MIDLAND CITY, Ala. — As the standoff with a man accused of holding a 5-year-old boy hostage continued Saturday, a nearby community prepared to bury the beloved bus driver who was shot to death when the episode started to unfold five days ago.
Charles Albert Poland Jr., a 66-year-old man known around his town as Chuck, was described by people in his hometown of Newton as a humble hero who gave his life Tuesday to protect the children on his bus.
Visiting hours for Poland were held Saturday evening, and his funeral is set for Sunday afternoon.
‘‘I believe that if he had to do it all over again tomorrow, he would,’’ said Poland’s sister-in-law, Lavern Skipper. ‘‘He would do it for those children.’’
Authorities said Jim Lee Dykes — a Vietnam-era veteran known as Jimmy to his neighbors — boarded a stopped school bus filled with 21 children Tuesday afternoon and demanded two boys between 6 and 8 years old.
When Poland tried to block his way, the gunman shot him several times and took one 5-year-old boy — who police say remains in an underground bunker with Dykes.
Dale County Sheriff Wally Olson said Saturday that Dykes has told them he has blankets and an electric heater in the bunker.
Authorities have been communicating with Dykes through a ventilation pipe to the underground bunker.
Olson also said Dykes has allowed authorities to deliver coloring books, medication, and toys for the boy.
The shooting and abduction took place in Midland City, a small comunity near Dothan, Ala., in the state’s southeastern corner.
Police were were saying little about their talks with Dykes. A neighbor said he believes Dykes’s goal is to publicize his antigovernment political beliefs.
Newton is about 3 miles away from Midland City. It is a hamlet with fewer than 2,000 residents. It sits amid cotton farms and rolling hills sprinkled with red earth; most of the residents commute to Dothan or to a nearby Army post.
Nearly everyone in Newton is planning to attend Poland’s visitation or funeral.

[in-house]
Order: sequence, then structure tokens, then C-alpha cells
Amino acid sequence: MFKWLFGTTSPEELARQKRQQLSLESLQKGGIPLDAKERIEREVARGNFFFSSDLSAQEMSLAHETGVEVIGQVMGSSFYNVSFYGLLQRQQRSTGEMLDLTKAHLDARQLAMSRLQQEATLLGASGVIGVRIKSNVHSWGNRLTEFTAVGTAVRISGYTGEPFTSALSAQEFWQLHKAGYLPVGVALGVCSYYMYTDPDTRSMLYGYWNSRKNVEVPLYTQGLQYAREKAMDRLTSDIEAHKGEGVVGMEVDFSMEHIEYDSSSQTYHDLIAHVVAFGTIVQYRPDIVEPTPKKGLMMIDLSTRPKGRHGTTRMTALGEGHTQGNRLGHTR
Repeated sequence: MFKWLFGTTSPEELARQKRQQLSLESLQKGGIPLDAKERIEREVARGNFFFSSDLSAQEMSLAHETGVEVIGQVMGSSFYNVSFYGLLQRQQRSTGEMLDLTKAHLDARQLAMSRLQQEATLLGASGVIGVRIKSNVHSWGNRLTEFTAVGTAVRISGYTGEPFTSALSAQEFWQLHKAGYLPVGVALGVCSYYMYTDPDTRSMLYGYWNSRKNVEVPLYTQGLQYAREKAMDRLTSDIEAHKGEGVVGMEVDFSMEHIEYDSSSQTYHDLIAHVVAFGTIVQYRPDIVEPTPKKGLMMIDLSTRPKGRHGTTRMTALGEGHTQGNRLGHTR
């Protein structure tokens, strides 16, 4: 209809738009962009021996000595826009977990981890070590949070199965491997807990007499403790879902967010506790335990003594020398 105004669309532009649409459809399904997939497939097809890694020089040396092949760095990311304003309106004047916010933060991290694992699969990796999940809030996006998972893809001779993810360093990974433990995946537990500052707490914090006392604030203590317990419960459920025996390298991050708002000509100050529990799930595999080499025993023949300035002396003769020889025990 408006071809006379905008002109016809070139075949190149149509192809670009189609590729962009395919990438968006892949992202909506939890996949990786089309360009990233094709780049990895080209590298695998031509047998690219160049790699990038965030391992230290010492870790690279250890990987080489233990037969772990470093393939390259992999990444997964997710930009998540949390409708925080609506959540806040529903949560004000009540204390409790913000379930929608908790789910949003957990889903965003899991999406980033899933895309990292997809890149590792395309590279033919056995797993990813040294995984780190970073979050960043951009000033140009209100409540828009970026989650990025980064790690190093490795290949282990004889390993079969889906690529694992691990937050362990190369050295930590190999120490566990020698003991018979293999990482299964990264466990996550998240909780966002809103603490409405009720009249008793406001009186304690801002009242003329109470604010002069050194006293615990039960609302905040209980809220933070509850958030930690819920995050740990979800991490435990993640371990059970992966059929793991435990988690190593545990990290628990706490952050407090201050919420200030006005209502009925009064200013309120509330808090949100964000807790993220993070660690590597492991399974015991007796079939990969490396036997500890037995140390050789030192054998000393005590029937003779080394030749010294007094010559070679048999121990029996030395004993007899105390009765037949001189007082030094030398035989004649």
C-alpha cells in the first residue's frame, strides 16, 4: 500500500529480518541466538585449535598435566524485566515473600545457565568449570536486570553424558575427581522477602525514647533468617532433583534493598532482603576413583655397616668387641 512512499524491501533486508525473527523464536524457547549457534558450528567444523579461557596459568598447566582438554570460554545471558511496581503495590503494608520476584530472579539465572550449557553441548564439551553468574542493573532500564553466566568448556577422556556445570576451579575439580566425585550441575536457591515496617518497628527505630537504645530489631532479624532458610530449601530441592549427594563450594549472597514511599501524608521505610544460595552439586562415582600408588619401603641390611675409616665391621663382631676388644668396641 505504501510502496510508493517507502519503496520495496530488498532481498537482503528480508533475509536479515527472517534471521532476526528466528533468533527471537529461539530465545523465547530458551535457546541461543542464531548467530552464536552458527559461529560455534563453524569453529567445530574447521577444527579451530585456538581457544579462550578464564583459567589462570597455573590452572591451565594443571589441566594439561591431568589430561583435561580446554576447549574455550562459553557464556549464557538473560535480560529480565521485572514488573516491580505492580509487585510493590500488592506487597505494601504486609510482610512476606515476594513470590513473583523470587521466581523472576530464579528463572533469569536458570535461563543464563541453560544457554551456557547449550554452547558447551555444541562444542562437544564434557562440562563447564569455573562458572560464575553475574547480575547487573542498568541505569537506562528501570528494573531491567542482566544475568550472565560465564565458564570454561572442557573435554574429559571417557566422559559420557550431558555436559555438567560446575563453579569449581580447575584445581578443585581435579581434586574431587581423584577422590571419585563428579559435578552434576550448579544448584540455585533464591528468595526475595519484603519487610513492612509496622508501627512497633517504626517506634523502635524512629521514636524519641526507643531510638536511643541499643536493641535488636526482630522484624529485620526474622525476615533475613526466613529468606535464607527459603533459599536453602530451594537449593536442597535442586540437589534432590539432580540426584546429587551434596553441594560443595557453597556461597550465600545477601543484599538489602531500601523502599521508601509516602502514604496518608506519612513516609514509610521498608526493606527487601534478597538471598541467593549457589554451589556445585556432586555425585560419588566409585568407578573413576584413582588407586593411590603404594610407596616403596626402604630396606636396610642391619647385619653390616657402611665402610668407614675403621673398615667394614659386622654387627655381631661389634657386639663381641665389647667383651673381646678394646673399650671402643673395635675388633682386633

‘‘He’s probably the nicest guy you’ll ever meet,’’ said Lonnie Daniels, the 69-year-old owner of the NAPA Auto Parts store, one of three establishments in town that was open Saturday.
Daniels last saw his friend Tuesday morning, when Poland agreed to buy a car from him. The two men shook hands and closed the deal ‘‘like gentlemen,’’ Daniels said. Poland was to return after working his bus route to pay for the car.
‘‘He never came back,’’ Daniels said quietly.
Daniels said Poland had been married to his wife for 43 years.
Poland was from Idaho, but his wife was from Newton. The couple lived there for decades in a small mobile home, and Poland enjoyed gardening and clearing brush on his property.
‘‘I knew that he was always there if I needed,’’ said Daniels, adding that Poland was an excellent mechanic with an array of tools that he lent to people in town.
Neighbors and friends said Poland did various acts of kindness for people in town, from fixing someone’s tractor to tilling the garden of a neighbor who had a heart attack.
‘‘You don’t owe me anything,’’ Poland once told a recipient of his good deed. ‘‘You’re my neighbor.’’
Skipper said Poland and his wife would often sit on their porch, drinking coffee, praying, and reading the Bible.
‘‘They loved to be together,’’ Skipper said.
On Saturday morning, Poland’s wife wasn’t home. A rack of worn trucker’s caps sat on hooks on the porch, and two freshly baked pies were laid atop a cooler.
As Newton grieves, residents are praying for the safe return of the boy being held hostage — and wondering about the man behind the abduction.
‘‘We’d all like to get to him and say, ‘What’s wrong with you?’ ” said Gerald Harden, owner of a gun shop in Newton.
Harden said he checked his records to see whether Dykes had bought a firearm there, but records showed he had not.